What’s the Difference?
September 13, 2012
What’s the Difference?
There are two Republican Members of Congress, let’s call them Congressman A and Congressman B. Both are far-right conservatives, members of the Tea Party Caucus, the Values Action Team (a right-wing group coordinating legislative efforts with religious organizations), and the Congressional Immigration Reform Caucus (which supports the radical Arizona racial profiling law). Both have 100% scores on the latest round of the Family Research Council Congressional Scorecards. Both will appear at the Family Research Council’s annual Value Voter Summit, a conference so extreme Ann Romney declined to participate. Both have similar views on a number of other issues including:
The Voting Rights Act
Congressman A believes that the Voting Rights Act should be revisited because he believes states should be able to set the rules when it comes to voting.
Congressman B voted against the most recent reauthorization of the Voting Rights Act.
Aid to Katrina Victims
Congressman A called it “the New Deal on steroids.”
Congressman B said “the best vote that I cast, was my “no” vote to the $51.5 billion to [Hurricane] Katrina."
Congressman A called student loans the “stage 3 cancer of socialism.”
Congressman B voted to cut funding for federal student loans and Pell grants.
Both voted to re-privatize federal student loans and allow banks to profit off student financial aid packages.
Congressman A said, "anybody who knows something about the history of the human race knows that there is no civilization which has condoned homosexual marriage widely and openly that has long survived."
Congressman B said, “one of the goals they have to go to is same-sex marriage because it has to plow through marriage in order to get to their goal. They want public affirmation. They want access to public funds and resources. Eventually all those resources will be pooled because that's the direction we're going. And not only is it a radical social idea, it is a purely socialist concept in the final analysis.”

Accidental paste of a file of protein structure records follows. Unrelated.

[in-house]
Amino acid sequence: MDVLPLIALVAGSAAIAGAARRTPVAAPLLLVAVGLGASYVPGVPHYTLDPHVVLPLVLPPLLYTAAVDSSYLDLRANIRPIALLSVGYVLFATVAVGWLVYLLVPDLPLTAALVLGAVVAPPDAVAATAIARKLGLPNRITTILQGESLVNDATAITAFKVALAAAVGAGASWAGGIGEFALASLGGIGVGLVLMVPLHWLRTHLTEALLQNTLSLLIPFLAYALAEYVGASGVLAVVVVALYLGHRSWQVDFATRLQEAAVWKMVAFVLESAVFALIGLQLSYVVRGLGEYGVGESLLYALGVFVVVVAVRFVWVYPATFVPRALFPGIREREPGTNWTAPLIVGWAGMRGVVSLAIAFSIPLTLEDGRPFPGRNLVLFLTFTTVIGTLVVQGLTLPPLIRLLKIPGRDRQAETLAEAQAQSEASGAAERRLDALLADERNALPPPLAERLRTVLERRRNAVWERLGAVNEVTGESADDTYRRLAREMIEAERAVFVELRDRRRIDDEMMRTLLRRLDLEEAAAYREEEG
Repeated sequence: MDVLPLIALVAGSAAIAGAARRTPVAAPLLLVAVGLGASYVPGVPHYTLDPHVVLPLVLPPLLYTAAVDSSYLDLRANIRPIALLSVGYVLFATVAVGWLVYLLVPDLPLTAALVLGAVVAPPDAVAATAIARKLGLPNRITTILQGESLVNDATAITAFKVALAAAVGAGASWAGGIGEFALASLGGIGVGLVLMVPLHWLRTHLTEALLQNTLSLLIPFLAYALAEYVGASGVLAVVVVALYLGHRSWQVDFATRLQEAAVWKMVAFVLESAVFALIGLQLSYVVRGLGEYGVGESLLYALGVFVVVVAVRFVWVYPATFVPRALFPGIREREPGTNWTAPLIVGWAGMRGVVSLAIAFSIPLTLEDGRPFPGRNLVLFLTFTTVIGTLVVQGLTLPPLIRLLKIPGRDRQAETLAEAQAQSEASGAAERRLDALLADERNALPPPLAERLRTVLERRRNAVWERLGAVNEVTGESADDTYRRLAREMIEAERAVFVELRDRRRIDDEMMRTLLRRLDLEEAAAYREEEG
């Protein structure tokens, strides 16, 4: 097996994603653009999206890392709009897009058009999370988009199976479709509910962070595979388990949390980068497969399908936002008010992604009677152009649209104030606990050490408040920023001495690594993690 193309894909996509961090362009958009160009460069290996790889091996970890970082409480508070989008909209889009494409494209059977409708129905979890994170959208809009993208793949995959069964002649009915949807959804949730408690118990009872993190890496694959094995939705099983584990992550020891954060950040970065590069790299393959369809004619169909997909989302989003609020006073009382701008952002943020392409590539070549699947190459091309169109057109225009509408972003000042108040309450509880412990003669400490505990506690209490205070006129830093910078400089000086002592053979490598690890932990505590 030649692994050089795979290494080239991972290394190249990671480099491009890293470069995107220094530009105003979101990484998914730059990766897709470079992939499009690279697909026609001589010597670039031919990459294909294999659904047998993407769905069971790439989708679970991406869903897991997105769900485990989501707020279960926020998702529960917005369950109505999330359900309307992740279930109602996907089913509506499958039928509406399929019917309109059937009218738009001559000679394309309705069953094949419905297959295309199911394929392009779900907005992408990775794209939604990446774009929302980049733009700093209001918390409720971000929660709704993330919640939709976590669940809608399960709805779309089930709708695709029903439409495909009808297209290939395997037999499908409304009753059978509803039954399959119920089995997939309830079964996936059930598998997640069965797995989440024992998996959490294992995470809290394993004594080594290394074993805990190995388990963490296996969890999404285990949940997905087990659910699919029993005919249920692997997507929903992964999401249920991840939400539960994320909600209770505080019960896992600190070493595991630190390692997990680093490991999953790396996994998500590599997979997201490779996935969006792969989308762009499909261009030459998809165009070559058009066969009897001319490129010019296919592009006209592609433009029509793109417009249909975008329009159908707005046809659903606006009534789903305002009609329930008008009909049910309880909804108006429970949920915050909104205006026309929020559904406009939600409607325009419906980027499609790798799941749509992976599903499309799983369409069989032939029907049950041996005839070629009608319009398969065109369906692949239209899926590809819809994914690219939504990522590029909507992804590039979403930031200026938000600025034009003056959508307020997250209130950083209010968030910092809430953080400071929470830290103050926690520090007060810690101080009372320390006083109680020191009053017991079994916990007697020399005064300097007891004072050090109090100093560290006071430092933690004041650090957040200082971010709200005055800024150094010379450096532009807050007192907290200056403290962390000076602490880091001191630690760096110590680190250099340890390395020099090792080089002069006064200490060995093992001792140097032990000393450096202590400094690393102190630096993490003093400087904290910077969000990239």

Both opposed the repeal of Don’t Ask Don’t Tell and support allowing employers to discriminate against employees who publicly identify as LGBT.
On conception via non-consensual sex:
Congressman A said, “It seems to me, from what I understand from doctors, that’s really rare. If it’s a legitimate rape, the female body has ways to try to shut that whole thing down. But let’s assume that maybe that didn’t work or something: I think there should be some punishment, but the punishment ought to be of the rapist, and not attacking the child.”
Congressman B (when asked about pregnant victims of statutory rape or incest) said, “Well, I just haven’t heard of that being a circumstance that’s been brought to me in any personal way.”
What’s the big difference between Congressman A and Congressman B?
Governor Christie called upon Congressman A (Todd Akin) to not only end his campaign, but “drop out of public life,” saying “I’m offended by what he thinks,” not just what Akin said. Christie even said of Akin, “When somebody makes a statement that is so blatantly absurd like that I’ve said I wouldn’t campaign for [him].”
Congressman B? That’s Iowa Congressman Steve King, who Governor Christie will fly to Iowa to campaign for next week.
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